Sugar. What is the first thing that comes to your mind? The white crystals that is 'in everything nowadays'? Even seemingly 'healthy' foods? I even had someone told me that they found sugar in plan milk. When I asked them HOW they come to that conclusion, I was told that they read the food label. But wait. There is no sugar in the milk of course. This got me thinking - maybe a lot of people is confused about the word sugar and what is on the food label as 'sugars'.
Most people would consider sugar as the evaporated crystal of cane sugar. It is a disaccaride of glucose and fructose. In the food label, specifically the nutrition panel, 'sugars, however, is a term that refer to other types of carbohydrate as well. These include fructose (from fruit), lactose (from milk) and yes sucrose from cane sugar. As a result, you will see a number under 'sugars' even in the plain old milk. But that number refers to lactose, not cane sugar.
This recipe is a twist of the traditional baked potato. Here I use three types of potato - any white variety, sweet potato (kumera) and purple potato. You can find all three types in most supermarket and any good grocer.
2 medium white potato
1 medium sweet potato
1 medium purple potato
Milk of any sort of your liking. For example almond milk, soy milk, or cow's milk if you use it.
Splash of olive oil
1. Set the oven to 200 C fan force.
2. Peel and slice all potato to around 2-3 mm thickness. See note:
3. Arrange in an attractive way to reveal a pattern.
4. Pour in milk and olive oil to just cover the potato
5. Wrap in aluminium foil to bake for around 50 minutes until potato is cooked through.
6. For the last 5 minutes of the baking time, remove the foil to brown the top a little for colour.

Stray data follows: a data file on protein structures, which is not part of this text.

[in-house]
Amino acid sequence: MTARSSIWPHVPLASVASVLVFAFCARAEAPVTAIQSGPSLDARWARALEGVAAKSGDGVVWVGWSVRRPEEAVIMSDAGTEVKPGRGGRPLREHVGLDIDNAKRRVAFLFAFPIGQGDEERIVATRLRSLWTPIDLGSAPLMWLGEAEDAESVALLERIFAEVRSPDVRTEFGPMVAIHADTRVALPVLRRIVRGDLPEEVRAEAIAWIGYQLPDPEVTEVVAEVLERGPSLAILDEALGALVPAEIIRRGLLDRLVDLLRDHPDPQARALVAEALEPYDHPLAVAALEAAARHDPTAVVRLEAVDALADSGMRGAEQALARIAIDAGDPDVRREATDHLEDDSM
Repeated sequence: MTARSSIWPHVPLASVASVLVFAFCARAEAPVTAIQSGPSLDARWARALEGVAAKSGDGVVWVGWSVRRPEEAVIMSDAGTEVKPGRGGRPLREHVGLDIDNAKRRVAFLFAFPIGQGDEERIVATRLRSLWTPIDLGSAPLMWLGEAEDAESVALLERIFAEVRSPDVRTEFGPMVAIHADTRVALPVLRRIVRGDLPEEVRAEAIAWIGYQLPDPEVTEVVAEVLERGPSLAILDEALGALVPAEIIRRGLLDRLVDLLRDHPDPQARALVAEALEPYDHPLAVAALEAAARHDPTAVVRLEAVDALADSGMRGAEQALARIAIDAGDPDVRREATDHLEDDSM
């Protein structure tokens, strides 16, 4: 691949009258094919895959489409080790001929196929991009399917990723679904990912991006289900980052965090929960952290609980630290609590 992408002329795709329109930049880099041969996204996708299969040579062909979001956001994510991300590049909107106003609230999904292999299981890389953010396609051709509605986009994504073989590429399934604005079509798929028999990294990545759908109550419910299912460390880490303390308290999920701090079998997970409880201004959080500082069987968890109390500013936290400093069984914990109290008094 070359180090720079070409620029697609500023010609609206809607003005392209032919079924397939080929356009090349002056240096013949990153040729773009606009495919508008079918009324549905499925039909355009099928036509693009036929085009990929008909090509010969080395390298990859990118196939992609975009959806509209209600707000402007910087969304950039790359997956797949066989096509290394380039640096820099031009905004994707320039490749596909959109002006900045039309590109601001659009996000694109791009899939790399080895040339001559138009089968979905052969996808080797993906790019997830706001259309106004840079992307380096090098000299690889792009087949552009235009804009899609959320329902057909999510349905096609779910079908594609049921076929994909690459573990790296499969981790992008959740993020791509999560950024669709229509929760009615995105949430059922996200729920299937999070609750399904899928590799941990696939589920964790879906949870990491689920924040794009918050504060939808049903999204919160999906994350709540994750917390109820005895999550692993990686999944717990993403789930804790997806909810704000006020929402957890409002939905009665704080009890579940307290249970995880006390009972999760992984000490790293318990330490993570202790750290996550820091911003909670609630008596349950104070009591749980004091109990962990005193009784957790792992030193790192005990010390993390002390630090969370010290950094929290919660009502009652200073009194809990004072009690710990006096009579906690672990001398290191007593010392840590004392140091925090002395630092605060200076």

1. Underneath the purple skin of the purple potato is the white outer flesh. As it is peeled, it may turn brown due to oxidation to room air. This is n...
This is probably one of the most dreaded question for a dietitian. As soon as I tell new friends about my occupation, I would be asked to recommended the best diet, the best food or simply asked what myself eat!
If you are so inclined to read the full article (1) here, David Katz and colleague from Yale University published a good article titled 'Can We Say What Diet Is Best for Health?' in the Annual Review of Public Health. The article has a good summary of different 'diets' style - low fat, low carbohydrate, vegan, Mediterranean, Paleo and Mixed balanced (based on National Dietary Guideline - it is an American paper).
Instead of summarizing and rewriting the excellent article, this is the direct quote from the Discussion section.
Can we say what diet is best for health? If diet denotes a very specific set of rigid principles, then even this necessarily limited representation of a vast literature is more than sufficient to answer with a decisive no. If, however, by diet...